Ken Buck: The Pro-Rape Lobby
Some people, many of whom I don’t share much common ground with, get all upset when I use terms like “pro-rape lobby.” I’m late to the Ken Buck story and Feministing and Pandagon have written at length, so I’ll summarize, rather than repeat.
Here’s the facts. The woman was so drunk she was in and out of consciousness. She pushed the rapist away. She thinks she probably said no, but she was too drunk to be sure. The rapist admits she said no. The rapist admits that when he finished, he tried to wake her up to apologize — and couldn’t.
Those are the facts from the police report, and I’m getting them from the transcript of the woman’s meeting with then-Weld County DA Ken Buck, now the Republican candidate for the Senate in Colorado.
Those are the only salient facts. Ken Buck refused to prosecute. I won’t go into the excuses he made, because they’re distractions. They are just bullshit. Ken Buck decided not to prosecute, when the guy confessed, because he didn’t want to. As a friend of mine says, “exercises of power, and excuses therefore.” Media moguls cloak their excuses in “the audience …”, consumer products companies blame “the consumers …”, and prosecutors blame “juries in this county …”
So, about this term “pro-rape lobby.” I said what it was when I first used the term, at Amanda Hess’s old digs at the Washington Citypaper:
What is clear from this thread and others is that there is a very real pro-rape lobby. They talk the language of disbelieving, but when push comes to shove . . . these trolls really do understand that women get raped when they are most vulnerable—but they are in favor of it. … They’re not really in denial—that’s a facade they drop when pressed. In fact, they’re just pro-rape. They think it ought to be open-season for predators on certain women in certain circumstances.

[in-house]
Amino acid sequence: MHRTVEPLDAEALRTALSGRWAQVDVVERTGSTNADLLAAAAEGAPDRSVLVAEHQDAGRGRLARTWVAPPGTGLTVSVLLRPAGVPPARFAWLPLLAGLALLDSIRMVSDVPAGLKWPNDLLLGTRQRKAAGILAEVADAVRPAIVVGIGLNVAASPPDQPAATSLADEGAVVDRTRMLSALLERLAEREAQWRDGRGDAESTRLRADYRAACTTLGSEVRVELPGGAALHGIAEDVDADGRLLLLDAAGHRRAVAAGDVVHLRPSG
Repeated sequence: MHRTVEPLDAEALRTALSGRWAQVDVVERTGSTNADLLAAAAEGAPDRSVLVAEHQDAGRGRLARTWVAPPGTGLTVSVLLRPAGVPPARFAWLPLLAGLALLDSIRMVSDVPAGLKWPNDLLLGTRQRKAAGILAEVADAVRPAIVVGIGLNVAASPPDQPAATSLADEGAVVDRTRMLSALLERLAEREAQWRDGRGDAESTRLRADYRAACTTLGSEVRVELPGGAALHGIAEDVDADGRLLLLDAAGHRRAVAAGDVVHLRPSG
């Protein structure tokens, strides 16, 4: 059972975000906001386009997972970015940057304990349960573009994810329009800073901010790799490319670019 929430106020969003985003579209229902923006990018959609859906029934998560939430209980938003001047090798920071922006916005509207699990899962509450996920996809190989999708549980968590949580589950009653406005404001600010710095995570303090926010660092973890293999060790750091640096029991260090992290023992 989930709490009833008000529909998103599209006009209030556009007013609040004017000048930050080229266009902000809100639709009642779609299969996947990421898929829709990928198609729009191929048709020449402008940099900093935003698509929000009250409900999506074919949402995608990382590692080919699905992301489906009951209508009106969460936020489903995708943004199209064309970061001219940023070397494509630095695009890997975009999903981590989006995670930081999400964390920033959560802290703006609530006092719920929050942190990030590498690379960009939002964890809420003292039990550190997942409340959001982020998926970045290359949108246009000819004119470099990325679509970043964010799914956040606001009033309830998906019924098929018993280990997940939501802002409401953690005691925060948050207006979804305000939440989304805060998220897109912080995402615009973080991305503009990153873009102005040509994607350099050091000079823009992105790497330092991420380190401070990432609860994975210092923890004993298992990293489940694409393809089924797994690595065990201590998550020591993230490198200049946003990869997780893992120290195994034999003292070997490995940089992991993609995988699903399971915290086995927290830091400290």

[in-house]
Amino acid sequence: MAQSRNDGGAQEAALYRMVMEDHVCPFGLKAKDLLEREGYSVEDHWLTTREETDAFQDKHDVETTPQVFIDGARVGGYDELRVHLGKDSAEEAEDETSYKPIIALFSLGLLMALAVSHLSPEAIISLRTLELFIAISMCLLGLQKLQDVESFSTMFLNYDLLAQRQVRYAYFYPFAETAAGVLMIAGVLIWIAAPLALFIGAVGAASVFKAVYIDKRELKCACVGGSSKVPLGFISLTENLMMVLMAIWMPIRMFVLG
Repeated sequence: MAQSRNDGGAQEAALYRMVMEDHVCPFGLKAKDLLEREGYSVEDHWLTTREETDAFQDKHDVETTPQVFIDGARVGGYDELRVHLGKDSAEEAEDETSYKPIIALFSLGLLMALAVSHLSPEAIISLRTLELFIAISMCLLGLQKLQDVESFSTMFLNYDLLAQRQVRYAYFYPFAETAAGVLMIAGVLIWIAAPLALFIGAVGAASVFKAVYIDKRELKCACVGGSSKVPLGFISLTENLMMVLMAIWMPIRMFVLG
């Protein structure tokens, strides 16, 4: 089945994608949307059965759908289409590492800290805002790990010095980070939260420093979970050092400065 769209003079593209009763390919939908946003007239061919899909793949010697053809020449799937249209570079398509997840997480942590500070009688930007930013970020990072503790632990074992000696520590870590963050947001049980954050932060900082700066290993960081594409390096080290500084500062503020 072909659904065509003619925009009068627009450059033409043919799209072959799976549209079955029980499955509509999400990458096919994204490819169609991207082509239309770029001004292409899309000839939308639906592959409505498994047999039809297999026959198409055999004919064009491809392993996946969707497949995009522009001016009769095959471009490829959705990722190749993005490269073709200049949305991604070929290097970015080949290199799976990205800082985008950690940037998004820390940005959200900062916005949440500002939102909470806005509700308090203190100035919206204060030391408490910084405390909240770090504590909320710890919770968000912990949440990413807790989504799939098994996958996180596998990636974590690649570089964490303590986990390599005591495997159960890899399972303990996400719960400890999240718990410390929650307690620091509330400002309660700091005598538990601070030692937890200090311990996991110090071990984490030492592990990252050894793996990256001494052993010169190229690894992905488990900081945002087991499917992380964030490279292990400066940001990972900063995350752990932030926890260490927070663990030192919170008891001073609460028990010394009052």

Perhaps there are some rapes that a guy like Ken Buck would prosecute, but there clearly are whole categories that he won’t, and those categories are the majority of rapes in the US (no, I’m not discounting prison rape, but even with our huge prison population there are not enough people in prison to make prison rape more common than the most common type, serial predators raping aquaintances who are under the influence of alcohol.)
That’s the pro-rape lobby. It’s not that they don’t believe the victims. The victim could come forward with a taped confession, a notarized confession, a pack of witnesses — it’s not about belief. Because even when the rapist supports the victim’s account, as he did here, the pro-rape lobby are the people that don’t care that it’s true, that don’t care that it’s nonconsensual, who don’t care that it makes out a violation of the statue, because they really don’t think that certain kinds of rape — against certain kinds of women, or women in certain circumstances, is wrong. They’re perhaps against some rapes, the kind where the rapist jumps out of the bushes with a knife, maybe — but the rest, they’re for. They don’t think most rapes should be crimes, they don’t think the rapists who commit them should go to prison. They’re the pro-rape lobby.
For that reason, anyone who thinks that my use of the term “pro-rape lobby” for hardcore apologists is over-the-top, is just plain wrong.